Bangladesh Inland Fisheries
Improving fisheries through community based-management
The inland fisheries of Bangladesh could provide an important protein source for local communities, but poor management has led to large declines in local fish populations. The prior management strategy of issuing short-term leases is blamed for impairing the sustainability of Bangladesh’s fisheries and for increasing their vulnerability to political influence. A growing body of scientific evidence finds that cooperative fishery management by user groups can be an effective alternative to management by government regulators, especially in developing countries. A Bangladesh government project, Management of Aquatic Ecosystems through Community Husbandry (MACH), has sought to establish community-based fishery management program with the goal of instilling incentives for local fishers to better steward the resource.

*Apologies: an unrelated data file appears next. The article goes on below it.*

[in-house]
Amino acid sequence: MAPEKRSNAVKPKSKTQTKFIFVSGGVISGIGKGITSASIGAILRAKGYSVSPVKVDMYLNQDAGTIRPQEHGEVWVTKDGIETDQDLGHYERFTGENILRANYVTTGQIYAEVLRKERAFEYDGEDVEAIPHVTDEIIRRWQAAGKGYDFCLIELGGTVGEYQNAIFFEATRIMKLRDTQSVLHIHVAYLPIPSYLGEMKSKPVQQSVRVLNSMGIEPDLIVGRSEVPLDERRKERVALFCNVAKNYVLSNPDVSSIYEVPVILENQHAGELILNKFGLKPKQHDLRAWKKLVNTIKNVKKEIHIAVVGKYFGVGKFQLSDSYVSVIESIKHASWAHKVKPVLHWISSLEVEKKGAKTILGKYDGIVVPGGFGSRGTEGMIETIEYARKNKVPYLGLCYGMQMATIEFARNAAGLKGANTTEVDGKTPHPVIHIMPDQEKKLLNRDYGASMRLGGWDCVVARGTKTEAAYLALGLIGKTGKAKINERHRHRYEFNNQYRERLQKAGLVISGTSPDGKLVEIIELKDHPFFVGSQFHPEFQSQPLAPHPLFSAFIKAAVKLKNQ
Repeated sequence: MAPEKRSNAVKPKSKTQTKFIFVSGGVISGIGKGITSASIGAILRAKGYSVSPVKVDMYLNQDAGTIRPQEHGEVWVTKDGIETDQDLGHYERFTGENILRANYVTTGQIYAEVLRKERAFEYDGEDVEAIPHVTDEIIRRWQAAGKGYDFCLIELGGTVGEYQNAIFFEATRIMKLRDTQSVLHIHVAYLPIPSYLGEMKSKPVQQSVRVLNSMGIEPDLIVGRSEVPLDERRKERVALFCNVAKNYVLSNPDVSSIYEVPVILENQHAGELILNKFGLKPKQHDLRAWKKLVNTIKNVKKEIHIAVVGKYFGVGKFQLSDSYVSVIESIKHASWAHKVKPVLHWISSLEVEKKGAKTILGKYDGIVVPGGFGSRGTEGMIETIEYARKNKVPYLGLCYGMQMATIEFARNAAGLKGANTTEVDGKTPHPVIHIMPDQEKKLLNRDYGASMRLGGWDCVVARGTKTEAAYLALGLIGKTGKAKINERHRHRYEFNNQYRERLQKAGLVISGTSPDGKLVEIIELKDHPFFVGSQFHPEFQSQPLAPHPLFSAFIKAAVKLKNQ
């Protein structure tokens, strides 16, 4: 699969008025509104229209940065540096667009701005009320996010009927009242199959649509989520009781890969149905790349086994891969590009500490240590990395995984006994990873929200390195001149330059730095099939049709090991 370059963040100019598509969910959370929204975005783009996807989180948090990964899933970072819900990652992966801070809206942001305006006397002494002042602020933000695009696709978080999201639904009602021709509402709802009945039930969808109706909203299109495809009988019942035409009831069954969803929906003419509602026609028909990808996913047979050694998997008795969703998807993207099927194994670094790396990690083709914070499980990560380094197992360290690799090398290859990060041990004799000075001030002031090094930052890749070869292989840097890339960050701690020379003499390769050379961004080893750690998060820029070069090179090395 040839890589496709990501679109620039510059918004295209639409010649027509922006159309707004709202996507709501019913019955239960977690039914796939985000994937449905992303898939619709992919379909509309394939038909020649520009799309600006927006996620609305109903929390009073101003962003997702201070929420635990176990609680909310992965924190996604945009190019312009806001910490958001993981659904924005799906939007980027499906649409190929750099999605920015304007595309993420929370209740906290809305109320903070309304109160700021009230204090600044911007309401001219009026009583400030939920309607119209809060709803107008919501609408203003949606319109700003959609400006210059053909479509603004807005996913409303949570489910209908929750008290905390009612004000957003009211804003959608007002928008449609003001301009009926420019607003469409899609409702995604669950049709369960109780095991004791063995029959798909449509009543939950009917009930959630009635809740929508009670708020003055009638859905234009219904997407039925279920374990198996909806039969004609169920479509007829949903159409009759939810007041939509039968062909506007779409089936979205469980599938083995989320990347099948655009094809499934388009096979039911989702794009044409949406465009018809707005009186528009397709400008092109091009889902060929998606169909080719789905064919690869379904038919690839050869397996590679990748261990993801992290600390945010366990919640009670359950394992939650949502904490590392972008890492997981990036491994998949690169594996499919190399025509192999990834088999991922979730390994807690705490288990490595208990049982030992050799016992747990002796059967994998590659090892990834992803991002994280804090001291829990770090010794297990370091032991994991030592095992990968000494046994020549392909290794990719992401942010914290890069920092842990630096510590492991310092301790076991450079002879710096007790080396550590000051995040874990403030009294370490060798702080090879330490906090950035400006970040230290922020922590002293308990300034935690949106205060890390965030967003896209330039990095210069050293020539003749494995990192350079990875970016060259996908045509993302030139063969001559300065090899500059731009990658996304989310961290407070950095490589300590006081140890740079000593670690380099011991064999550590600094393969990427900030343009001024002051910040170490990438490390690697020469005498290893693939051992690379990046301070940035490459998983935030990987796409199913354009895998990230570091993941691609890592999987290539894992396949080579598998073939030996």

Our role in this project is to identify factors that determine the success and influence of community-based management regimes. The research will be conducted by adding a section of questions to a World Bank survey of Bangladesh fisheries. These survey questions will help determine the cooperative governance strategies in which these fisheries engage, how these choices are influenced by environmental and social settings, and what effect selected management practices have on fishery performance. This effort will complement our ongoing research on fisheries cooperatives. We are currently compiling and analyzing a database of fisheries cooperatives around the world, documenting the underlying economic, ecological and institutional factors that influence the management choices made by cooperatively managed fisheries. Through our efforts in Bangladesh, we will help guide specific management reforms within the country, and link our results to a broader understanding of the role of cooperatives in fisheries management worldwide.
Photo: Mohammad Rakibul Hasan/Marine Photobank